In a CNN interview last night, Daniel Ellsberg said of Edward Snowden,
He's done an enormous service, incalculable service, that can't be overestimated to this Democracy. It gives us a chance from drawing back from the total surveillance.... I think if the public is given now authentic official documents congress can't plausibly deny...maybe we'll see hearings with genuine oversight that can reign in this severely abusive surveillance program.
Ellsberg acknowledges a law was broken. "He has clearly broken the law...18USc798 of the Communications Intelligence Law. Ellsberg supports that law "on the whole." Nonetheless, considering the scope of spying on every single American, Ellsberg affirms, "I would've broken that law." Ellsberg says that if he (Ellsberg) had been given these documents, in spite of supporting this administration in both elections, he would've released them (even though he would've expected to go to jail the rest of his life for doing so).
What happens when the enactment of a law violates the constitution, and then someone breaks the law by revealing that very fact?
Can it really be criminal to reveal secrets of unconstitutional activity? I have no doubt, this violates the 4th amendment of the constitution (and other parts of the Bill of Rights)...that's never been judged by any court, including the Supreme Court. This is a good time to look at it."Not only a good time, but a long overdue one.
"Snowden has opened the possibility for democratic debate on the question of whether we really want the executive branch to know every detail of the private life of every member of congress, every member of the so-called oversight committees (which have been totally co-opted here), every member of the so-called foreign inteligence surveillance...a kangaroo court."Ellsberg is asked if he is merely assuming everything Snowden is saying is true, "It's been authenticated already by Mr. Clapper, the director CIA has confirmed there is a PRISM project...." Ellsberg was then cut off by the moderator before he could finish.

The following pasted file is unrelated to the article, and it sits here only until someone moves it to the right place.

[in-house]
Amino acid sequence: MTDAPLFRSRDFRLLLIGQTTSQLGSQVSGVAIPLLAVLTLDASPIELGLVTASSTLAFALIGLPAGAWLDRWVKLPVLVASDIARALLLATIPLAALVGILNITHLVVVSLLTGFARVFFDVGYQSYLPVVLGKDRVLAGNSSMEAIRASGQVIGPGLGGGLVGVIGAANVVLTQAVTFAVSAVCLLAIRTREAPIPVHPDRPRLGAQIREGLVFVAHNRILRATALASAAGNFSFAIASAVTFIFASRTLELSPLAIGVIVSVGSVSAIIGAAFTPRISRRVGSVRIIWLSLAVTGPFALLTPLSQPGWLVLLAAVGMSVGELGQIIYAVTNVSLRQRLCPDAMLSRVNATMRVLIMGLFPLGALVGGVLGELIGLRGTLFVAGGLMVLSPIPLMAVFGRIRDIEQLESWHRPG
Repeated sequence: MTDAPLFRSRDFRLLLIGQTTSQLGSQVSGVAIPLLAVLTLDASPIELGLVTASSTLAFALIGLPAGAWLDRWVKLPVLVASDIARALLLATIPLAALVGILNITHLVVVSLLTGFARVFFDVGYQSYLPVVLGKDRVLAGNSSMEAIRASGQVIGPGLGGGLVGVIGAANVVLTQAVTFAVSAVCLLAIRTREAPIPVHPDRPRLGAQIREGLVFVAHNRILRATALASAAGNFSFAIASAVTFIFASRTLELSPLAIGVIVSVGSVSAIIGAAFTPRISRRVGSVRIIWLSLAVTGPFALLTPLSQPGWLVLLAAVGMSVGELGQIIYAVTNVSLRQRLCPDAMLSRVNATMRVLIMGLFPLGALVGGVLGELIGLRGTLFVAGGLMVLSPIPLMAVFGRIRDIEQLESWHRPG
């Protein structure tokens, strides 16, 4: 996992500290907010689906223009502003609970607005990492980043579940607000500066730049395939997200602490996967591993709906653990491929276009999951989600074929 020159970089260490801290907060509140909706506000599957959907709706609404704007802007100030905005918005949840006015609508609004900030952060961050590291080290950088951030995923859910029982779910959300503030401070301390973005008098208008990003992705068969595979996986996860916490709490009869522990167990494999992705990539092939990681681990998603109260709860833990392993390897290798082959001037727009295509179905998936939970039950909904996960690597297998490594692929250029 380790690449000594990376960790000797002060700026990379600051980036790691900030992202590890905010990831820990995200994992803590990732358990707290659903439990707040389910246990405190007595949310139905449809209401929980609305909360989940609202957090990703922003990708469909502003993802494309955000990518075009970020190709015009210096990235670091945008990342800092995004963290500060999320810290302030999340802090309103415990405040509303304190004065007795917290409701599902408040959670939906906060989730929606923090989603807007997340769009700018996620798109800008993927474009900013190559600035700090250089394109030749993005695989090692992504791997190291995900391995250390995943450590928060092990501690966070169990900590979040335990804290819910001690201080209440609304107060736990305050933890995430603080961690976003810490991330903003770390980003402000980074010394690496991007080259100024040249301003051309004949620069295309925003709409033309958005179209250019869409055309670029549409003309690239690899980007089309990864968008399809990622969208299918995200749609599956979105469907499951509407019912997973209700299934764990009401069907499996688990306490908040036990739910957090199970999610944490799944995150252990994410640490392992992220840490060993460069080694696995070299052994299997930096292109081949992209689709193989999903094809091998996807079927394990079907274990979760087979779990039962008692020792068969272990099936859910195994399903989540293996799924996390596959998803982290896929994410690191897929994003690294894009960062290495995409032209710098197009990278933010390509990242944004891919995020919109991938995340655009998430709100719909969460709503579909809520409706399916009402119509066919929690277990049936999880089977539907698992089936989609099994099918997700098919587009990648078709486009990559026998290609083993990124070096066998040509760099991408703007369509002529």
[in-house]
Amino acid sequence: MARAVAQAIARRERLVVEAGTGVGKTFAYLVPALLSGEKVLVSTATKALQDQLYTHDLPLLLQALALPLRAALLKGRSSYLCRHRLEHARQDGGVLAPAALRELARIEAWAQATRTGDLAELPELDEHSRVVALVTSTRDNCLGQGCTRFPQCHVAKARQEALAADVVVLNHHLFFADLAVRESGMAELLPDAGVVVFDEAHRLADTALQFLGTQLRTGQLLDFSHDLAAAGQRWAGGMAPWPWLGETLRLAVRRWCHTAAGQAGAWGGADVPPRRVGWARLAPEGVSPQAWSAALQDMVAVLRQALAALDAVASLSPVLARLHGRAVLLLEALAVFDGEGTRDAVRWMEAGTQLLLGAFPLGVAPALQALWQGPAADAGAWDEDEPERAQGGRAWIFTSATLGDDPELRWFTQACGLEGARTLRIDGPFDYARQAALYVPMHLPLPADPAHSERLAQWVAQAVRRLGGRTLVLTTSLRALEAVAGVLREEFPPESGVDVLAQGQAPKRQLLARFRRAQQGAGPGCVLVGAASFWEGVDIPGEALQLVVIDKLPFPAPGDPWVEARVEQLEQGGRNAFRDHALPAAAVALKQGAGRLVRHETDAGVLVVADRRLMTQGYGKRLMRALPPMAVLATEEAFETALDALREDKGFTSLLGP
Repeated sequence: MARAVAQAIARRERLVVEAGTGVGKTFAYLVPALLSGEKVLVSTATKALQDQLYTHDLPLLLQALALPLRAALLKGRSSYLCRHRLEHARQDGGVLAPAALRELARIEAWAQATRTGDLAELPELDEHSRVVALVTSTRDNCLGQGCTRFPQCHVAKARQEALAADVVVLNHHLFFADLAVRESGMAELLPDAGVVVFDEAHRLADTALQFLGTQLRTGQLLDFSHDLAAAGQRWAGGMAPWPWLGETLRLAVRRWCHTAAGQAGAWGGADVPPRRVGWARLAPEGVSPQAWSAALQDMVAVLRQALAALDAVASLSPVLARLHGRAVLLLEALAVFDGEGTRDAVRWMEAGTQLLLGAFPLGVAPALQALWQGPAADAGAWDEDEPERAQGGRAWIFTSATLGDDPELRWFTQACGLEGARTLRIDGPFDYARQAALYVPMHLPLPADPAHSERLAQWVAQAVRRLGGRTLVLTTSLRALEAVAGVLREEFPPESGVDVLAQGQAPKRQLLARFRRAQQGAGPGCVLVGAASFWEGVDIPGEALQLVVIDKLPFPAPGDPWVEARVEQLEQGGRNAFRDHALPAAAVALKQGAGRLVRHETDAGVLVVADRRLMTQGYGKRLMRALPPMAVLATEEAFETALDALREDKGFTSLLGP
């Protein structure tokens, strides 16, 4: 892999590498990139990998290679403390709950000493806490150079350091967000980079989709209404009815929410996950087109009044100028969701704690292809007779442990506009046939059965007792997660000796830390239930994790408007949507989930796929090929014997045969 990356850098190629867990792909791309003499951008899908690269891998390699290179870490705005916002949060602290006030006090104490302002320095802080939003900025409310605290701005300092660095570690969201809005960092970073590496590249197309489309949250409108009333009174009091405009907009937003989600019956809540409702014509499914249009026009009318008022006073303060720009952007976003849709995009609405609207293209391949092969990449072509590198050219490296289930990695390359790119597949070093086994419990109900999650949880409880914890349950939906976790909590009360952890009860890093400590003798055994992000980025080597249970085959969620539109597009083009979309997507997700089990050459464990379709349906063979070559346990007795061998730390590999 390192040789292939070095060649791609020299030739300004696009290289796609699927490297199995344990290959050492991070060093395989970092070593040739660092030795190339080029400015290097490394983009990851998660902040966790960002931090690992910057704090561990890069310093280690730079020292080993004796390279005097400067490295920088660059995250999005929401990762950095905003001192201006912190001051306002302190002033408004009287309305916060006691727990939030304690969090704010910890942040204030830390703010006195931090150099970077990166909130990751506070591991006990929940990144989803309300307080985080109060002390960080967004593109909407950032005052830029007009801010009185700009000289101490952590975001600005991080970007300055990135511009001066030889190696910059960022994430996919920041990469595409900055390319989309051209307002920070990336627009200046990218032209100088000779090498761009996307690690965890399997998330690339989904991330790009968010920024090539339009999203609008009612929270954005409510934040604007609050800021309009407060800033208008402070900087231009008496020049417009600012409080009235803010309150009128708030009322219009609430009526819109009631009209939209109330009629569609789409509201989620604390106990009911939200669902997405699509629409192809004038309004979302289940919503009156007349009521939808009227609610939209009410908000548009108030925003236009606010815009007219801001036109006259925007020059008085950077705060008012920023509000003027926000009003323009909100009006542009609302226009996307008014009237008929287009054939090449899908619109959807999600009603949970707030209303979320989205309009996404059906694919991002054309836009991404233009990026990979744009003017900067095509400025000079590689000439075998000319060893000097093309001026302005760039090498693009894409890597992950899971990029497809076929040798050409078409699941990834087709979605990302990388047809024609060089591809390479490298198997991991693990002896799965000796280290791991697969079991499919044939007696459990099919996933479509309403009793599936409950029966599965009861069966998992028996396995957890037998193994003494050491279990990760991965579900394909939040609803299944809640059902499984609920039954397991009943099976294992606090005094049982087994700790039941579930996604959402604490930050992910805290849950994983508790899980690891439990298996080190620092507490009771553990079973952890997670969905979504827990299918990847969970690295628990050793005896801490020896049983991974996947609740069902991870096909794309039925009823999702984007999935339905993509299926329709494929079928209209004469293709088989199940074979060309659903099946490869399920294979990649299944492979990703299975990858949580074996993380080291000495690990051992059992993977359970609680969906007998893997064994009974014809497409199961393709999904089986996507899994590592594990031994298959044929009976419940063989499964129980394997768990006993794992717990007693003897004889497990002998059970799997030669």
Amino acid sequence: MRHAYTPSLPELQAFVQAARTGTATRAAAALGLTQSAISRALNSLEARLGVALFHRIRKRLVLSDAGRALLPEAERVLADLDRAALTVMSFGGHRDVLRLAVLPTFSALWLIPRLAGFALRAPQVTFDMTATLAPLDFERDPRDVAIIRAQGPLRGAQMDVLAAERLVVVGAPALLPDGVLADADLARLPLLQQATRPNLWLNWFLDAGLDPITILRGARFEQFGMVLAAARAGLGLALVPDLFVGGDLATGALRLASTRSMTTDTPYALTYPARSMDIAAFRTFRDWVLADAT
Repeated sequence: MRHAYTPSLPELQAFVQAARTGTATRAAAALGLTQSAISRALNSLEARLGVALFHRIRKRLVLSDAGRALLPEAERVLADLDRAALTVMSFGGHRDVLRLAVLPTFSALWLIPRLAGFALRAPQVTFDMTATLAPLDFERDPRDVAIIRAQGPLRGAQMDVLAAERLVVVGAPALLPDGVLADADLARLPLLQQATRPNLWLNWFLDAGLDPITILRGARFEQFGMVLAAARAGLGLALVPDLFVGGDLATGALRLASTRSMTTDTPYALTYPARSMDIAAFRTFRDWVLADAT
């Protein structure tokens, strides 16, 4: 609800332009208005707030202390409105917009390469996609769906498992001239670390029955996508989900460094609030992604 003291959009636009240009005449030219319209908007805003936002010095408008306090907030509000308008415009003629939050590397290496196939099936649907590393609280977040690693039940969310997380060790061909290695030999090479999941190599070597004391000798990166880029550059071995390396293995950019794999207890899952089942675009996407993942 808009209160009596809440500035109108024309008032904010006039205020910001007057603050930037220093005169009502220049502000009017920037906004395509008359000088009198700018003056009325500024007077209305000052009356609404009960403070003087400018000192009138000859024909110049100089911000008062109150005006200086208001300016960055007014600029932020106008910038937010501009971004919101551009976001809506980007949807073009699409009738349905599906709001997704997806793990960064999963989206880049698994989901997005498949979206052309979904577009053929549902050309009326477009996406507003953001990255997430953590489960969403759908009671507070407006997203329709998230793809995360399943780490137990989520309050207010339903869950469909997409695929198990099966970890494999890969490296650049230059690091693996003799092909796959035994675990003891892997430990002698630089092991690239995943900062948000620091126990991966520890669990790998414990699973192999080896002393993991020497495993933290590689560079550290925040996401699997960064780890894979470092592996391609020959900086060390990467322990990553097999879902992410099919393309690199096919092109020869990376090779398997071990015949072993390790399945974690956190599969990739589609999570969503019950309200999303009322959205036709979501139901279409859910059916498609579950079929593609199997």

Ellsberg isn't alone. Twitter is hailing Snowden as a hero, by a margin of 30 to 1.
Mr. Clapper doesn't consider Snowden a hero, but then again Mr. Clapper doesn't apparently think much of even senators...to whom he has no problem lying to.
Don't worry. Just because Mr. Clapper lies to congress, it doesn't mean he'd lie to you...
Daniel Ellsberg has a new piece (hat tip to cosmic debris) in the Guardian, Edward Snowden: saving us from the United Stasi of America.
In my estimation, there has not been in American history a more important leak than Edward Snowden's release of NSA material – and that definitely includes the Pentagon Papers 40 years ago. Snowden's whistleblowing gives us the possibility to roll back a key part of what has amounted to an "executive coup" against the US constitution.His conclusion to the above article (my emphasis in bold),
Since 9/11, there has been, at first secretly but increasingly openly, a revocation of the bill of rights for which this country fought over 200 years ago. In particular, the fourth and fifth amendments of the US constitution, which safeguard citizens from unwarranted intrusion by the government into their private lives, have been virtually suspended.
Snowden did what he did because he recognised the NSA's surveillance programs for what they are: dangerous, unconstitutional activity. This wholesale invasion of Americans' and foreign citizens' privacy does not contribute to our security; it puts in danger the very liberties we're trying to protect.-----------------------------
I don't particularly relish having to embarass folks who have already embarassed themselves in a few of the comments below, but OPOL's diary is just too good not to post a link to here.
Yawn you f**king idiots-
If you think massive, intrusive government surveillance is not a big fucking deal here in the 'land of the free,' you are a major bonehead. It flies in the face of everything we have stood for as a people for over two-hundred years.
I've seen all the mindless ones running around saying, "why so shocked, we've known this for a long time?" or, even more in the way of lacking awareness, "if you have nothing to hide, why should you care?"